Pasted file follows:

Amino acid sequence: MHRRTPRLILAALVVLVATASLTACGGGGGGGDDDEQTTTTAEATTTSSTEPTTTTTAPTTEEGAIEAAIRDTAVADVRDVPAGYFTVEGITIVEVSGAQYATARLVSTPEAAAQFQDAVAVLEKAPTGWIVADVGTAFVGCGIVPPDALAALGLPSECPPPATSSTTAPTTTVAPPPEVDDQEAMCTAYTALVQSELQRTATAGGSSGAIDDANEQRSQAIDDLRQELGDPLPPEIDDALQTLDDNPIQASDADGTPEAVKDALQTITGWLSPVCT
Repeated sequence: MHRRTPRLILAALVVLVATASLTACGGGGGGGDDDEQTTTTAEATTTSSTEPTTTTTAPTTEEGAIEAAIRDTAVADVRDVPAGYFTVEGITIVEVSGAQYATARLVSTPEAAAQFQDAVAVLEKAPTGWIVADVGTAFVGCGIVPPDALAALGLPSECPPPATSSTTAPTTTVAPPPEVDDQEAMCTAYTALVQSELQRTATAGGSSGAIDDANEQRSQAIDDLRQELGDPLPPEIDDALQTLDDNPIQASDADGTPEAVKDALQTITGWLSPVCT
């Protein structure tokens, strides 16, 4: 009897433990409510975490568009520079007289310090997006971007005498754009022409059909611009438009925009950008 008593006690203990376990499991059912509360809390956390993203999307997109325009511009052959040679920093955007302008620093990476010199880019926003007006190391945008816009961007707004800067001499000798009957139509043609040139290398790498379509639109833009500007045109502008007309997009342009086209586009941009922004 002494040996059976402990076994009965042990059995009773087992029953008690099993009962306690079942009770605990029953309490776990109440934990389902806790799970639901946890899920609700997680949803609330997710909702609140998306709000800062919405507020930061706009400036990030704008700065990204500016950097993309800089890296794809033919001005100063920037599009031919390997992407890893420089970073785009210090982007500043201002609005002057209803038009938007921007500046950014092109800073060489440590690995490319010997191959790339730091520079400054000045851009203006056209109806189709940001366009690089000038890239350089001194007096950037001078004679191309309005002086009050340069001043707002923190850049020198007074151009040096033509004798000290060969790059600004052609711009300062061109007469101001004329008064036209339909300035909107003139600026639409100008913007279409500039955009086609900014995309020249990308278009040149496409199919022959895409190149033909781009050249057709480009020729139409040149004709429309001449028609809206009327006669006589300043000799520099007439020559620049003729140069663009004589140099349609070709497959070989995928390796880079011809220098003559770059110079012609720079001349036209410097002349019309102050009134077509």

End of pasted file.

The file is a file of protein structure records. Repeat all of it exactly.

Amino acid sequence: MHRRTPRLILAALVVLVATASLTACGGGGGGGDDDEQTTTTAEATTTSSTEPTTTTTAPTTEEGAIEAAIRDTAVADVRDVPAGYFTVEGITIVEVSGAQYATARLVSTPEAAAQFQDAVAVLEKAPTGWIVADVGTAFVGCGIVPPDALAALGLPSECPPPATSSTTAPTTTVAPPPEVDDQEAMCTAYTALVQSELQRTATAGGSSGAIDDANEQRSQAIDDLRQELGDPLPPEIDDALQTLDDNPIQASDADGTPEAVKDALQTITGWLSPVCT
Repeated sequence: MHRRTPRLILAALVVLVATASLTACGGGGGGGDDDEQTTTTAEATTTSSTEPTTTTTAPTTEEGAIEAAIRDTAVADVRDVPAGYFTVEGITIVEVSGAQYATARLVSTPEAAAQFQDAVAVLEKAPTGWIVADVGTAFVGCGIVPPDALAALGLPSECPPPATSSTTAPTTTVAPPPEVDDQEAMCTAYTALVQSELQRTATAGGSSGAIDDANEQRSQAIDDLRQELGDPLPPEIDDALQTLDDNPIQASDADGTPEAVKDALQTITGWLSPVCT
């Protein structure tokens, strides 16, 4: 009897433990409510975490568009520079007289310090997006971007005498754009022409059909611009438009925009950008 008593006690203990376990499991059912509360809390956390993203999307997109325009511009052959040679920093955007302008620093990476010199880019926003007006190391945008816009961007707004800067001499000798009957139509043609040139290398790498379509639109833009500007045109502008007309997009342009086209586009941009922004 002494040996059976402990076994009965042990059995009773087992029953008690099993009962306690079942009770605990029953309490776990109440934990389902806790799970639901946890899920609700997680949803609330997710909702609140998306709000800062919405507020930061706009400036990030704008700065990204500016950097993309800089890296794809033919001005100063920037599009031919390997992407890893420089970073785009210090982007500043201002609005002057209803038009938007921007500046950014092109800073060489440590690995490319010997191959790339730091520079400054000045851009203006056209109806189709940001366009690089000038890239350089001194007096950037001078004679191309309005002086009050340069001043707002923190850049020198007074151009040096033509004798000290060969790059600004052609711009300062061109007469101001004329008064036209339909300035909107003139600026639409100008913007279409500039955009086609900014995309020249990308278009040149496409199919022959895409190149033909781009050249057709480009020729139409040149004709429309001449028609809206009327006669006589300043000799520099007439020559620049003729140069663009004589140099349609070709497959070989995928390796880079011809220098003559770059110079012609720079001349036209410097002349019309102050009134077509």